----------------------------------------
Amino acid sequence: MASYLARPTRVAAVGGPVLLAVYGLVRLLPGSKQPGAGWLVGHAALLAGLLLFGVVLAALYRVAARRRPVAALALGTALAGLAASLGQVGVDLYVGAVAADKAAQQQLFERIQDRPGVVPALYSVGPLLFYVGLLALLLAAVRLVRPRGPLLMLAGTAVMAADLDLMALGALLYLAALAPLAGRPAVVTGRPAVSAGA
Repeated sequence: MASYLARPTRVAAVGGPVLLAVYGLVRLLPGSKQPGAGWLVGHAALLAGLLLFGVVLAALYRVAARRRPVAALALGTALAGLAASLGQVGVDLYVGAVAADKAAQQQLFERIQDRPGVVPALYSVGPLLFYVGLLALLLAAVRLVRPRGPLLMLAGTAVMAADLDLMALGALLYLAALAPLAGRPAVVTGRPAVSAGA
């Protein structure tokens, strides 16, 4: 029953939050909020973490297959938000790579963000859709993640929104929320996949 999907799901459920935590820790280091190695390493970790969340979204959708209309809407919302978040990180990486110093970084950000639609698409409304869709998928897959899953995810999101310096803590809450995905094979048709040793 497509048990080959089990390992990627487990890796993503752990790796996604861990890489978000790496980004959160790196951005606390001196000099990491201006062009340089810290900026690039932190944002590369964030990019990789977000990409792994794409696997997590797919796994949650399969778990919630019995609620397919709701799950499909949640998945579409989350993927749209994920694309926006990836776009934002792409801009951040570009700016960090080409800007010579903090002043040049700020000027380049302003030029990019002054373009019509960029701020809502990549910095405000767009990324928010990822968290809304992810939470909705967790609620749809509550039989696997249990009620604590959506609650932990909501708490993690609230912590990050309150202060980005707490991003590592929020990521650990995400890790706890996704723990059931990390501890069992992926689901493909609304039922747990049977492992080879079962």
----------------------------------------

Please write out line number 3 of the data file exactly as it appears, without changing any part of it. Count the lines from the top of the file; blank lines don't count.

């Protein structure tokens, strides 16, 4: 029953939050909020973490297959938000790579963000859709993640929104929320996949 999907799901459920935590820790280091190695390493970790969340979204959708209309809407919302978040990180990486110093970084950000639609698409409304869709998928897959899953995810999101310096803590809450995905094979048709040793 497509048990080959089990390992990627487990890796993503752990790796996604861990890489978000790496980004959160790196951005606390001196000099990491201006062009340089810290900026690039932190944002590369964030990019990789977000990409792994794409696997997590797919796994949650399969778990919630019995609620397919709701799950499909949640998945579409989350993927749209994920694309926006990836776009934002792409801009951040570009700016960090080409800007010579903090002043040049700020000027380049302003030029990019002054373009019509960029701020809502990549910095405000767009990324928010990822968290809304992810939470909705967790609620749809509550039989696997249990009620604590959506609650932990909501708490993690609230912590990050309150202060980005707490991003590592929020990521650990995400890790706890996704723990059931990390501890069992992926689901493909609304039922747990049977492992080879079962």